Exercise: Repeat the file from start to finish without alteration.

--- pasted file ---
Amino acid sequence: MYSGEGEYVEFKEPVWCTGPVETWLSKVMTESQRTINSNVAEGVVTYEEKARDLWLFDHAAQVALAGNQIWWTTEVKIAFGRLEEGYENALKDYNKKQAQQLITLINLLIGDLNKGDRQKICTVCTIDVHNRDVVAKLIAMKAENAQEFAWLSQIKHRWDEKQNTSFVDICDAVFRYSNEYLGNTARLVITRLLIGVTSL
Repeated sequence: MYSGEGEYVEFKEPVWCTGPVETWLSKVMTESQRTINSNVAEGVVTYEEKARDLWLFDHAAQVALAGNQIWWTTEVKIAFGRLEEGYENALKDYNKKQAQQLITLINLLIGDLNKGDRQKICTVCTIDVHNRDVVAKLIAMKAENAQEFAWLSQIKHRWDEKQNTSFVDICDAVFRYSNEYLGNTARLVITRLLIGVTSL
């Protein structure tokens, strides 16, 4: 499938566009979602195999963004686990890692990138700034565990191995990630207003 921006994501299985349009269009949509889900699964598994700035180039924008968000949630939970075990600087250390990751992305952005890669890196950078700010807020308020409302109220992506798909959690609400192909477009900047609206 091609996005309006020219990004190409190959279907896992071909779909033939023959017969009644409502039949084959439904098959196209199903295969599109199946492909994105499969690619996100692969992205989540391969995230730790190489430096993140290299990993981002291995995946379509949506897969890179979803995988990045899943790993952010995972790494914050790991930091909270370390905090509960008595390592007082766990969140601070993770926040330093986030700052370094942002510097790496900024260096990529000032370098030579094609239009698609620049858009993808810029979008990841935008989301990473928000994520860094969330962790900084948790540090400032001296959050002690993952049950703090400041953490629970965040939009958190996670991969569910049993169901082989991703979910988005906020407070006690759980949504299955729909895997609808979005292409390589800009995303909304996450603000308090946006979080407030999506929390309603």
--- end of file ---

Amino acid sequence: MYSGEGEYVEFKEPVWCTGPVETWLSKVMTESQRTINSNVAEGVVTYEEKARDLWLFDHAAQVALAGNQIWWTTEVKIAFGRLEEGYENALKDYNKKQAQQLITLINLLIGDLNKGDRQKICTVCTIDVHNRDVVAKLIAMKAENAQEFAWLSQIKHRWDEKQNTSFVDICDAVFRYSNEYLGNTARLVITRLLIGVTSL
Repeated sequence: MYSGEGEYVEFKEPVWCTGPVETWLSKVMTESQRTINSNVAEGVVTYEEKARDLWLFDHAAQVALAGNQIWWTTEVKIAFGRLEEGYENALKDYNKKQAQQLITLINLLIGDLNKGDRQKICTVCTIDVHNRDVVAKLIAMKAENAQEFAWLSQIKHRWDEKQNTSFVDICDAVFRYSNEYLGNTARLVITRLLIGVTSL
């Protein structure tokens, strides 16, 4: 499938566009979602195999963004686990890692990138700034565990191995990630207003 921006994501299985349009269009949509889900699964598994700035180039924008968000949630939970075990600087250390990751992305952005890669890196950078700010807020308020409302109220992506798909959690609400192909477009900047609206 091609996005309006020219990004190409190959279907896992071909779909033939023959017969009644409502039949084959439904098959196209199903295969599109199946492909994105499969690619996100692969992205989540391969995230730790190489430096993140290299990993981002291995995946379509949506897969890179979803995988990045899943790993952010995972790494914050790991930091909270370390905090509960008595390592007082766990969140601070993770926040330093986030700052370094942002510097790496900024260096990529000032370098030579094609239009698609620049858009993808810029979008990841935008989301990473928000994520860094969330962790900084948790540090400032001296959050002690993952049950703090400041953490629970965040939009958190996670991969569910049993169901082989991703979910988005906020407070006690759980949504299955729909895997609808979005292409390589800009995303909304996450603000308090946006979080407030999506929390309603």